Ethics Advisory Opinion No. 104
Issued By: City Attorney’s Office
I. Issue: May city employees accept gifts in exchange for selecting a vendor to make purchases?
A group of city employees have an allowance of city funds on which to spend for certain duty-related equipment. A vendor wishes to offer the employees a gift as an incentive to choose its products. A city employee asks whether the employees may accept the gift.
III. Ethics Code
Section 2-45(a)(1) of the Ethics Code states:
A city official shall not solicit, accept or agree to accept any gift or benefit for himself or herself or his or her business:
(A) that reasonably tends to influence or reward official conduct; or
(B) that the official or employee knows or should know is being offered with the intent to influence or reward official conduct.
Also, Section 2-44(b)(2) provides:
A city official or employee may not enter into an agreement or understanding with any other person that official action by the official or employee will be rewarded or reciprocated by the other person, directly or indirectly.
Section 2-42(v) defines “official action” as follows:
“Official action” includes:
(1) any affirmative act (including the making of a recommendation) within the scope of, or in violation of, an official or employee’s duties, and
(2) any failure to act, if the official or employee is under a duty to act and knows that inaction is likely to affect substantially an economic interest of the official or employee or any person or entity listed in Subsections 2-43(a)(2) through (9) of Division 2 (Improper Economic Benefit).
The group of employees have been provided with an “allowance” funded by the city for the purpose of purchasing duty-related equipment required to carry out their responsibilities. Accordingly, the decision to expend the allowance with one vendor rather than another is an act “within the scope of the employee’s duties,” and therefore is an “official action.”
The incentive program makes an express quid pro quo offer – choosing one vendor over another in exchange for an item with a value of approximately $100. Under Sections 2-45(a)(1) and 2-44(b)(2), the value of the gift is of no relevance. The critical issue is whether the gift is being offered in exchange for official action. The program as proposed envisions such a trade and would violate Sections 2-45(a)(1) and 2-44(b)(2). 
The Texas Penal Code also regulates the receipt of gifts or other benefits by public servants. Section 36.02(a)(1) (Bribery) provides:
(a) A person commits an offense if he intentionally or knowingly offers, confers, or agrees to confer on another, or solicits, accepts, or agrees to accept from another:
(1) any benefit as consideration for the recipient's decision, opinion, recommendation, vote or other exercise of discretion as a public servant, party official or voter.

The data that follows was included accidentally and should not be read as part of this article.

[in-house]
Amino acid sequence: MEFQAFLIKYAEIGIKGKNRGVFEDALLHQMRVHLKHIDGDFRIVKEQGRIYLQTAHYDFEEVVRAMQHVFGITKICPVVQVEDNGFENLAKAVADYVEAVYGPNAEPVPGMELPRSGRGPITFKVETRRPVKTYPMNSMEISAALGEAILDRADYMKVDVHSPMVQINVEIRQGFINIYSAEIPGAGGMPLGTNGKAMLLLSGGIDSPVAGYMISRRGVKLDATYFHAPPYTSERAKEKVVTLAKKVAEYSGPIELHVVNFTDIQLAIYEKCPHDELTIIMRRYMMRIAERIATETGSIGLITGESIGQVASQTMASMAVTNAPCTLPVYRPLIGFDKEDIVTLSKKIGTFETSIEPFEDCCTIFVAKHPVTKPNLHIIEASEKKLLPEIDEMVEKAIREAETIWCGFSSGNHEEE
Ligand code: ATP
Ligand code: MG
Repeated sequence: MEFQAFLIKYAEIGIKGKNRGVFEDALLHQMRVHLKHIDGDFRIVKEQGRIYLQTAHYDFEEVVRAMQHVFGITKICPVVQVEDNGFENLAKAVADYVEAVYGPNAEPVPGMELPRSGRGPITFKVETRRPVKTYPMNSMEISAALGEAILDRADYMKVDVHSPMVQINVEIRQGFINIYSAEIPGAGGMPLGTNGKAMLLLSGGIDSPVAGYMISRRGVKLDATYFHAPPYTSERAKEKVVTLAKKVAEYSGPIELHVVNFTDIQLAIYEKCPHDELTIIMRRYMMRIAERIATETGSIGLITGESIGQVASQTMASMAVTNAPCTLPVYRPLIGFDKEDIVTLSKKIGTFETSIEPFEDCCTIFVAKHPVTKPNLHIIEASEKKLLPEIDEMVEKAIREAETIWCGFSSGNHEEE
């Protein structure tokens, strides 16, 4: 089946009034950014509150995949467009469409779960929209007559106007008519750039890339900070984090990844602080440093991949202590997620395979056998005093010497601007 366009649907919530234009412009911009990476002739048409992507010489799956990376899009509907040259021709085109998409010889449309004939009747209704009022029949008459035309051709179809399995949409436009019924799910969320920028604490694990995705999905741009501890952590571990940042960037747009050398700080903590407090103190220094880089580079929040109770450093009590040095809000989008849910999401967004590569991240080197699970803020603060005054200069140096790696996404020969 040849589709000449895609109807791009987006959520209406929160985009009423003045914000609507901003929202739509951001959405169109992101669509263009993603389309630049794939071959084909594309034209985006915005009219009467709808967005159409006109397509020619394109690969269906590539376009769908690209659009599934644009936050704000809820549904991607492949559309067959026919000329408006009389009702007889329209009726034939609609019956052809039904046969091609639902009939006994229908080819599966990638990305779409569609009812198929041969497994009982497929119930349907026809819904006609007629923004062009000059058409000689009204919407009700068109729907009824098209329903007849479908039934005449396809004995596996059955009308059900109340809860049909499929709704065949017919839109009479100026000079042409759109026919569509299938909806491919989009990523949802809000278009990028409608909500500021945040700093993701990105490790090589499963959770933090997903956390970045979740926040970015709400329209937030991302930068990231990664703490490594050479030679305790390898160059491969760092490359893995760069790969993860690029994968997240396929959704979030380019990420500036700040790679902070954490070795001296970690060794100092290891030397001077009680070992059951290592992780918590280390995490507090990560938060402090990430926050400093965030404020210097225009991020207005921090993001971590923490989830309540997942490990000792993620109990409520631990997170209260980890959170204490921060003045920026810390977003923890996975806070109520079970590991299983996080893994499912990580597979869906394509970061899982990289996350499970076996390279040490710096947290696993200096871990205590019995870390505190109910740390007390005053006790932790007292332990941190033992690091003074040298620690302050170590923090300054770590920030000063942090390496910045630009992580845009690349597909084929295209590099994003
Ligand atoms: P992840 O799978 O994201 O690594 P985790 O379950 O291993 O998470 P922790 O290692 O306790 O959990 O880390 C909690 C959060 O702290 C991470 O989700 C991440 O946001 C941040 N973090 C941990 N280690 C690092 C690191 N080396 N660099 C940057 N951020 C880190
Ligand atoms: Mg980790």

The offense under Section 36.02(a)(1) is a second-degree felony. Like Section 2-45(a)(1) of the Ethics Code, this statute also prohibits a quid pro quo exchange of benefits, such as gifts, for a particular exercise of official discretion.
Section 36.08(d) of the Texas Penal Code (Gift to Public Servant by Person Subject to his Jurisdiction) also restricts gifts to public servant. Section 36.08(d) states:
(d) A public servant who exercises discretion in connection with contracts, purchases, payments, claims or other pecuniary transactions of government commits an offense (Class A misdemeanor) if he solicits, accepts, or agrees to accept any benefit from a person the public servant knows is interested in or likely to become interested in any contract, purchase, payment, claim, or transaction involving the exercise of his discretion.
Section 36.08 provides an exception to Section 36.08 for nominal gifts up to $50 in fair market value; there is no similar exception to Section 36.02.
It is a class A misdemeanor for a person who offers, confers or agrees to confer any benefit on a public servant that he knows the public servant is prohibited from accepting. Penal Code Section 36.09.
City employees may not accept gifts in exchange for the exercise of their discretion to expend city funds. The proposed program would violate the city’s Ethics Code if accepted by city personnel.
 The Ethics Code includes another gift provision, Section 2-45(a)(2). This section regulates the acceptance of gifts by city officials and employees from individuals or entities doing or seeking business with the city, registered lobbyists and those seeking zoning or platting decisions from the city. Some gifts are allowed under this provision: meals of up to $50, items of nominal value, or gifts of entertainment, lodging or transportation up to $500. However, for this inquiry, Section 2-45(a)(1) governs because of the direct quid pro quo nature of the incentive program.